Highlighting the change of direction taken by the company in recent weeks, Optimark has hired Robert Warshaw as chief technology officer. Warshaw replaces Bill Adiletta who has left the company "to pursue new opportunities," says an Optimark spokesman. Although Phillip Riese, Optimark's CEO, contends that Warshaw's appointment and Adiletta's departure are unrelated, industry analysts believe that Optimark is looking to pump energy into an alternative trading system which is long on promise, but has been till now short on returns.
While Optimark has long been hailed as the most complex and versatile alternative trading system on the market, its complexity has served as a detriment, with buy-side institutions arguing that its graphical user interface is too difficult to master and that the system does not mesh neatly with the institution's existing trading systems.
"I do think that this appointment, whether direct or indirect, has some bearing on the problems that Optimark has faced," says Larry Tabb, the director of TowerGroup's securities and investments practice. "There has been tremendous amounts of pressure on Optimark to increase trading volumes, and since it's a technology driven company, it puts a tremendous amount of pressure on the CTO."
Riese says Optimark has been addressing these industry concerns for some time, and that Warshaw will only help in the further development of the system. "Since launching the system in January of this year, we have morphed it a number of times in response to customer recommendations, particularly to integrate it into their trading environment to make it easier to use, to make it more flexible," says Riese. "We are well along that road, and I expect that Bob Warshaw will continue that and probably accelerate it."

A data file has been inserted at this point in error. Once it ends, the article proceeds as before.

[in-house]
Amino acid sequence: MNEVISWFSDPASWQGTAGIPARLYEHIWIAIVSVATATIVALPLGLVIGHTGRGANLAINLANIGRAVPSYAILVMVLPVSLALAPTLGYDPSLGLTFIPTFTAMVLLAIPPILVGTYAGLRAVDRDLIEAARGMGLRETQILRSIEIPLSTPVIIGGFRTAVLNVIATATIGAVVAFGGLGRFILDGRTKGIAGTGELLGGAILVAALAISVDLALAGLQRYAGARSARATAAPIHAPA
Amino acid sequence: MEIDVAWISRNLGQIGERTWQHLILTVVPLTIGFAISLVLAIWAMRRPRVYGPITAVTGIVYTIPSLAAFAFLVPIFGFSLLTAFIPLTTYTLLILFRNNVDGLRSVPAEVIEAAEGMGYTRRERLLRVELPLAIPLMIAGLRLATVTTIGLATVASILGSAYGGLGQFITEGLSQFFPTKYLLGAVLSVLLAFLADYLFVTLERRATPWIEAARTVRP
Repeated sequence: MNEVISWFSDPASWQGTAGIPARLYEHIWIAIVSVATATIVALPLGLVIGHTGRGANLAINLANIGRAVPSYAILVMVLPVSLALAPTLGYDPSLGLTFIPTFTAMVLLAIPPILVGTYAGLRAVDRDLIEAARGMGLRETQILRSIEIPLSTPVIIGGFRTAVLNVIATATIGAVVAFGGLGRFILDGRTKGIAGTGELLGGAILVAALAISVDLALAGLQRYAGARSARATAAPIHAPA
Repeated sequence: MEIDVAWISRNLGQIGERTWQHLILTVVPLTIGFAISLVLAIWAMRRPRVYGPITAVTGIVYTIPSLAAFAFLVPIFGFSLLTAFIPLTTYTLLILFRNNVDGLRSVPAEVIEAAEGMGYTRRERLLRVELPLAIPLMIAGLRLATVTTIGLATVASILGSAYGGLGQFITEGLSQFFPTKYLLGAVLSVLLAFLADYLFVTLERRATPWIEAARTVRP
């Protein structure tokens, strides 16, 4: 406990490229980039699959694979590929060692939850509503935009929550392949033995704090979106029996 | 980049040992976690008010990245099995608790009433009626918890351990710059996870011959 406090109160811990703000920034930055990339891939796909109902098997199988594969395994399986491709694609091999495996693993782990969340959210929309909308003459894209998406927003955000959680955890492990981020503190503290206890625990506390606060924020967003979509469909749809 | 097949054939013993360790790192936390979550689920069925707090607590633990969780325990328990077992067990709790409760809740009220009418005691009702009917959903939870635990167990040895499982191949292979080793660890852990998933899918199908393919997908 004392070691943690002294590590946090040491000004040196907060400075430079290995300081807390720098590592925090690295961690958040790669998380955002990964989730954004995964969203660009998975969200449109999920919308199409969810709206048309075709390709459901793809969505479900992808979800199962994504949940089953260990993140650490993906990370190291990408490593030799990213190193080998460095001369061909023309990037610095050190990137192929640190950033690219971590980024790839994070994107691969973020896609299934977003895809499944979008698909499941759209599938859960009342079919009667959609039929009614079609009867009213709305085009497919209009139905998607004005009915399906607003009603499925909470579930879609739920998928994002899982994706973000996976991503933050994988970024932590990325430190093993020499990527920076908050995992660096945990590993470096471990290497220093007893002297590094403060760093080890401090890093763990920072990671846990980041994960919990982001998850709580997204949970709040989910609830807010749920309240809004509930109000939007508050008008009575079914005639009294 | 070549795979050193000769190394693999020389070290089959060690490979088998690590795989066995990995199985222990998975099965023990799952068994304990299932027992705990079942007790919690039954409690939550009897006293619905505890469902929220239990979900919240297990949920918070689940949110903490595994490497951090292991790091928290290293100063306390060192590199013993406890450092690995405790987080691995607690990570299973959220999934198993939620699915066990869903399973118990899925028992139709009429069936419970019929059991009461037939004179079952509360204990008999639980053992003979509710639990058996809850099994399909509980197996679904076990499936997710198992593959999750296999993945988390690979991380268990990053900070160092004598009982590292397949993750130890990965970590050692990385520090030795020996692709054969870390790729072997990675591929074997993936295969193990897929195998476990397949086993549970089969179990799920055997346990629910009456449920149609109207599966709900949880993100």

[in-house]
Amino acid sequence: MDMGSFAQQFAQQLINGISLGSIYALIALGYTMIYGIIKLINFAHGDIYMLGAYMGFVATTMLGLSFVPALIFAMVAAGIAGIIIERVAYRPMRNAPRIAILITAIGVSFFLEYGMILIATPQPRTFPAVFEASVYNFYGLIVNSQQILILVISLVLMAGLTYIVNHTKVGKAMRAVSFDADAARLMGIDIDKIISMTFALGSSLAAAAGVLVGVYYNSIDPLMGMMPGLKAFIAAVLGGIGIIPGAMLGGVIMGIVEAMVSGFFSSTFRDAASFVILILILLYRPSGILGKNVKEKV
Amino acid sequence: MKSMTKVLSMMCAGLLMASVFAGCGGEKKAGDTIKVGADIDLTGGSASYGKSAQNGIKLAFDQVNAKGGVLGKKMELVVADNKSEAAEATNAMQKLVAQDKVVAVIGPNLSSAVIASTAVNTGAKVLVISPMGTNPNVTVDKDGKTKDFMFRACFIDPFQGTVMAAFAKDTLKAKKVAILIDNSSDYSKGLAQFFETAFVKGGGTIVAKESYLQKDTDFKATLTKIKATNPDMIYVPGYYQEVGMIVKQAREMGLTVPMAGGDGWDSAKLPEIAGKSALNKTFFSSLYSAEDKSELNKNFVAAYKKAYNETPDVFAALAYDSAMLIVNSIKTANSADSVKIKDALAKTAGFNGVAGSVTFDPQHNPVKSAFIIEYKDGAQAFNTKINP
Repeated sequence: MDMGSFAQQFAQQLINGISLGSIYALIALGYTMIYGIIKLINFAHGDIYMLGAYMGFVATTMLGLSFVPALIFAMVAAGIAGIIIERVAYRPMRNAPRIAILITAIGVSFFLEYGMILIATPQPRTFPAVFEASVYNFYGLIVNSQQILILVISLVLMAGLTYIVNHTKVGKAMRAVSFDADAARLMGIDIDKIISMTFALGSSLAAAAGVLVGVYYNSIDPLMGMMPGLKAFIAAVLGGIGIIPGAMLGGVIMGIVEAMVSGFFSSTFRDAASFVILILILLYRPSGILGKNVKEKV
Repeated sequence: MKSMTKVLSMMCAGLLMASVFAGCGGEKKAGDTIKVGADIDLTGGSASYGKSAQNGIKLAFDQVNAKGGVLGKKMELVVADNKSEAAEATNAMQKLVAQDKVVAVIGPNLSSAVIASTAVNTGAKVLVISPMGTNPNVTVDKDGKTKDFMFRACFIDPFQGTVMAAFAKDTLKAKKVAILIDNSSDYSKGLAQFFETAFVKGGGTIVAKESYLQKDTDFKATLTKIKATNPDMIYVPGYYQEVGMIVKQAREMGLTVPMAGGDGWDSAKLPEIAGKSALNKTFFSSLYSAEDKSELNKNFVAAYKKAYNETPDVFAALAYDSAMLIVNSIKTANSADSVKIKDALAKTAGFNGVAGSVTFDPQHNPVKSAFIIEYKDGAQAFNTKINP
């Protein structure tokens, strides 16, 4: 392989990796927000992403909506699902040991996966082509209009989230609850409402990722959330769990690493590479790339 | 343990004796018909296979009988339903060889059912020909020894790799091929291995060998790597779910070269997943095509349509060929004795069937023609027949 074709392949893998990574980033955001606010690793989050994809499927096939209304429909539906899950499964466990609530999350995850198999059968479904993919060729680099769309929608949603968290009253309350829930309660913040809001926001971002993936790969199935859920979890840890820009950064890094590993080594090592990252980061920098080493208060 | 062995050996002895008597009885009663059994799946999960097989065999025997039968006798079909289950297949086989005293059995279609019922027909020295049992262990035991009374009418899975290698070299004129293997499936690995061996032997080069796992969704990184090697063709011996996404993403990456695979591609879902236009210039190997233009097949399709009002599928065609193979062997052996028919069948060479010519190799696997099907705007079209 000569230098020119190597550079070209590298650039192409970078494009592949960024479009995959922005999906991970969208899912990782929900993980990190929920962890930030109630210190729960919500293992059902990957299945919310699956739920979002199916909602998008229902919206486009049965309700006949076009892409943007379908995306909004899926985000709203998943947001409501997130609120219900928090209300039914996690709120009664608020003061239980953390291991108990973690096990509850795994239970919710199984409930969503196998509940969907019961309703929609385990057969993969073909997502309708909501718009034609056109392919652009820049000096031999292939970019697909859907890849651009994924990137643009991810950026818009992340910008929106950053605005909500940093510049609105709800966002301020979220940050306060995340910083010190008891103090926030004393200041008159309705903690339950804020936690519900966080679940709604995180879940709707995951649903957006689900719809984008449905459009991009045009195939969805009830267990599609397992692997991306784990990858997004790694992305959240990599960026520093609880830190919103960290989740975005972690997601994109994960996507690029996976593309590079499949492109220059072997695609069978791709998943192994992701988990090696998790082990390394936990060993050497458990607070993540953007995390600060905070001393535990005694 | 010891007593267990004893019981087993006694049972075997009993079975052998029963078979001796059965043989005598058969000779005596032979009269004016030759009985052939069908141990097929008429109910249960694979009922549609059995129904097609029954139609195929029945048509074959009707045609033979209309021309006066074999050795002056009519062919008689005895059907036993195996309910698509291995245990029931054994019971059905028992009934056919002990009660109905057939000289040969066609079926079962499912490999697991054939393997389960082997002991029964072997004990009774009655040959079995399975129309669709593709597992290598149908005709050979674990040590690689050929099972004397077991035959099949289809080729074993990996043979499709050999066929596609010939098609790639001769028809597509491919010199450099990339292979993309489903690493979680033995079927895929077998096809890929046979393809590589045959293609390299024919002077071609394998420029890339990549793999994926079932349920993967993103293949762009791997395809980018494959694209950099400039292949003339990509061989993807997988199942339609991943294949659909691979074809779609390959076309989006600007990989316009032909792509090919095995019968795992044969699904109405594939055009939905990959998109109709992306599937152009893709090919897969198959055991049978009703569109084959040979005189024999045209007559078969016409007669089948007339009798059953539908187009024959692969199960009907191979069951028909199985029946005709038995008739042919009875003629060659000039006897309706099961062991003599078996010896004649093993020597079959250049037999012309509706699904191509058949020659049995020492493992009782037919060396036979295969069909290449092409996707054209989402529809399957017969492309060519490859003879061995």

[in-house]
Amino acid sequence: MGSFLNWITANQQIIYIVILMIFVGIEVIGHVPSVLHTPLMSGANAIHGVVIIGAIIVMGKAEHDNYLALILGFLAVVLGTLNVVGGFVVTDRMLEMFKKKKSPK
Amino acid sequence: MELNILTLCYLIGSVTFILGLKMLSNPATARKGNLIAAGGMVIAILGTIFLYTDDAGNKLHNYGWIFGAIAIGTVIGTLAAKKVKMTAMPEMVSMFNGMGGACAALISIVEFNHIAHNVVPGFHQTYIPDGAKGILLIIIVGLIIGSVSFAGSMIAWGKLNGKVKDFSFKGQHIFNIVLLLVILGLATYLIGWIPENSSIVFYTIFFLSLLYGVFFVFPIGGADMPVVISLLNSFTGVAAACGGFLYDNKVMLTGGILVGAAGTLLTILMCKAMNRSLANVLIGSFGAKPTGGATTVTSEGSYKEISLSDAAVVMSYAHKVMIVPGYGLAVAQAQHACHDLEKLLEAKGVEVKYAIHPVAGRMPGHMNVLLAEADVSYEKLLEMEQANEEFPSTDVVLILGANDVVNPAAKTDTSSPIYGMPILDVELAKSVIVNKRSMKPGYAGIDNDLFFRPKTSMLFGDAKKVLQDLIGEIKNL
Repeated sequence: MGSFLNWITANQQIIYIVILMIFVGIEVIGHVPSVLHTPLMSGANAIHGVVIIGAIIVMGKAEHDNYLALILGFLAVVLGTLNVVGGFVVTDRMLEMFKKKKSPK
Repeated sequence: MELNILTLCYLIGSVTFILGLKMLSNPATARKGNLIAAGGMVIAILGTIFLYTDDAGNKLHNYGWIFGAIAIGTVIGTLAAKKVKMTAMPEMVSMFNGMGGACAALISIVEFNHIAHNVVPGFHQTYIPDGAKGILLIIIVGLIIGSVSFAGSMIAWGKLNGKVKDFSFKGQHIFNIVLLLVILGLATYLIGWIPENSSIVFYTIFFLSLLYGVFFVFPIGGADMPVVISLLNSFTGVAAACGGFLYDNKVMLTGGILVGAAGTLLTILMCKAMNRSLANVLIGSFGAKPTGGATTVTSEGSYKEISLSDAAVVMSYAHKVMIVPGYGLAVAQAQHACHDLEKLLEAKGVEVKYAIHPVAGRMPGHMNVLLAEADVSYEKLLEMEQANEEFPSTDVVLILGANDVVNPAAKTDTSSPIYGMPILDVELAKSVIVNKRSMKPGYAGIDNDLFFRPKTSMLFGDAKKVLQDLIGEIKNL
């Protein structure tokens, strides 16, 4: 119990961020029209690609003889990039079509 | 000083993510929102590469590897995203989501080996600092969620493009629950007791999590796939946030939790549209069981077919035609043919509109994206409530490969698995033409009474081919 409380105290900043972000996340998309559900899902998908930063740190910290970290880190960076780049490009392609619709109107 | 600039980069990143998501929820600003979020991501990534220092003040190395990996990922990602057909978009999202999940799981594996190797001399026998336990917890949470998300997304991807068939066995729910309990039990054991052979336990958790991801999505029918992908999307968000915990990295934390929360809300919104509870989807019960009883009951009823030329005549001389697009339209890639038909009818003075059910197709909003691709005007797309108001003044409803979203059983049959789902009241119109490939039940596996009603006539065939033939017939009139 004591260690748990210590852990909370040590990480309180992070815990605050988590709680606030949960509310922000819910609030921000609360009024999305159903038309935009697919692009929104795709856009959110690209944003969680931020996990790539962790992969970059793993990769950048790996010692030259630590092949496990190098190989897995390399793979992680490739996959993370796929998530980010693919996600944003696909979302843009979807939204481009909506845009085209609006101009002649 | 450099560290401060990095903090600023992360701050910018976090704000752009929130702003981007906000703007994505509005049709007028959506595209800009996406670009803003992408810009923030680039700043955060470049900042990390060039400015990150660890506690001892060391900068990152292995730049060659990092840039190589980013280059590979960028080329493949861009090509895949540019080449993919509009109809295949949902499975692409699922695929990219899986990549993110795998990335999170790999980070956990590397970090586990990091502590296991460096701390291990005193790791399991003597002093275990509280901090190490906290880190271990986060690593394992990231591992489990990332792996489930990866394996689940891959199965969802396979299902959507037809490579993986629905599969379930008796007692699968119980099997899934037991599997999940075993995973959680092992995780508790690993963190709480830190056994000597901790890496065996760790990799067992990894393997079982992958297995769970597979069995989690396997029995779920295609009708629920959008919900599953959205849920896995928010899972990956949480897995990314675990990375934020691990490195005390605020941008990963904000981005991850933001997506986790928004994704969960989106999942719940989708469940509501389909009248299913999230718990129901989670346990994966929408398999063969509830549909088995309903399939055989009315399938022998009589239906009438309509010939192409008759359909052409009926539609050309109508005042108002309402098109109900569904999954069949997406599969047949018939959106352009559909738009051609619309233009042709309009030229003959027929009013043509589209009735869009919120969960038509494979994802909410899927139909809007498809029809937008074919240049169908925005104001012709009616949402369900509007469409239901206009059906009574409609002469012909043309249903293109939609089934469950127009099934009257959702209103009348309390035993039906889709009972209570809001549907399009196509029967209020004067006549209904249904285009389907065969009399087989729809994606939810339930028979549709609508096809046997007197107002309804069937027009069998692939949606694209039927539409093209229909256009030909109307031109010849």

Calls to Warshaw and Adiletta were not returned by press time.
Riese admits that Warshaw will also be responsible for helping transition Optimark into other vertical markets where an electronic matching system might be appropriate.
"Wherever there are markets where buyers and sellers exist, these markets tend to be relatively well-formed, but they are very manual in their operations," Riese explains. "As complexity increases in these markets, they are looking for a well-conceived matching capability."
Riese declines to specify the industries, but he suggests considering the utilities industry, like power and natural gas, as well as communications bandwidth and shipping capacity. Warshaw will also be instrumental in Optimark's movement into the Japanese securities market.
Warshaw's appointment comes only weeks after Optimark signed a deal with the Knight/Trimark Group, the wholesale marketmaker in U.S. equities, which has committed to providing a significant amount of volume to the Optimark system. And, the industry has taken notice.
"Whereas two months ago, I would've said Optimark was dead, I don't have the same prognosis anymore," Tabb points out. "We've spoken to a large number of institutional investors who are re-eyeing Optimark and have not given up the faith."
Tabb continues to explain that while the interface has been a source of contention, Optimark's development of an API that will allow institutions to integrate the system into their existing trading infrastructure will prove to be a boon for the company.
Warshaw, currently CIO of Lazard Fréres, was also a former partner at McKinsey and Co. where he has a history of advising both financial services and technology companies.